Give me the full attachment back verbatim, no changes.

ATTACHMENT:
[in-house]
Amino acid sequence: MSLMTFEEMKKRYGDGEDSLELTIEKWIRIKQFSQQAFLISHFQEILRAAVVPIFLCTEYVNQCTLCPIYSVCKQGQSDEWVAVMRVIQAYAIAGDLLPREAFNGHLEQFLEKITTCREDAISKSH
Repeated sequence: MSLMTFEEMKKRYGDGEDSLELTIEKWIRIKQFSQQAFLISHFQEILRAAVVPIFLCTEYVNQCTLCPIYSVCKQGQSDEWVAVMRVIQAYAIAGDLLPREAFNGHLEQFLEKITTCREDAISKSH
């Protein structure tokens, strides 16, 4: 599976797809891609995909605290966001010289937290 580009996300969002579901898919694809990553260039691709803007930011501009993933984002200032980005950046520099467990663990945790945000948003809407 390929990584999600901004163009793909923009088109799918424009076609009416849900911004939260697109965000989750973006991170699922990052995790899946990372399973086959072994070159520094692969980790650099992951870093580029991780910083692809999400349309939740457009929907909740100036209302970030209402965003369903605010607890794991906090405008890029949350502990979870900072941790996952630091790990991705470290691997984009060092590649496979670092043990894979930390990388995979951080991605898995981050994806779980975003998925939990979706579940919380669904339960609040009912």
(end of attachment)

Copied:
[in-house]
Amino acid sequence: MSLMTFEEMKKRYGDGEDSLELTIEKWIRIKQFSQQAFLISHFQEILRAAVVPIFLCTEYVNQCTLCPIYSVCKQGQSDEWVAVMRVIQAYAIAGDLLPREAFNGHLEQFLEKITTCREDAISKSH
Repeated sequence: MSLMTFEEMKKRYGDGEDSLELTIEKWIRIKQFSQQAFLISHFQEILRAAVVPIFLCTEYVNQCTLCPIYSVCKQGQSDEWVAVMRVIQAYAIAGDLLPREAFNGHLEQFLEKITTCREDAISKSH
């Protein structure tokens, strides 16, 4: 599976797809891609995909605290966001010289937290 580009996300969002579901898919694809990553260039691709803007930011501009993933984002200032980005950046520099467990663990945790945000948003809407 390929990584999600901004163009793909923009088109799918424009076609009416849900911004939260697109965000989750973006991170699922990052995790899946990372399973086959072994070159520094692969980790650099992951870093580029991780910083692809999400349309939740457009929907909740100036209302970030209402965003369903605010607890794991906090405008890029949350502990979870900072941790996952630091790990991705470290691997984009060092590649496979670092043990894979930390990388995979951080991605898995981050994806779980975003998925939990979706579940919380669904339960609040009912």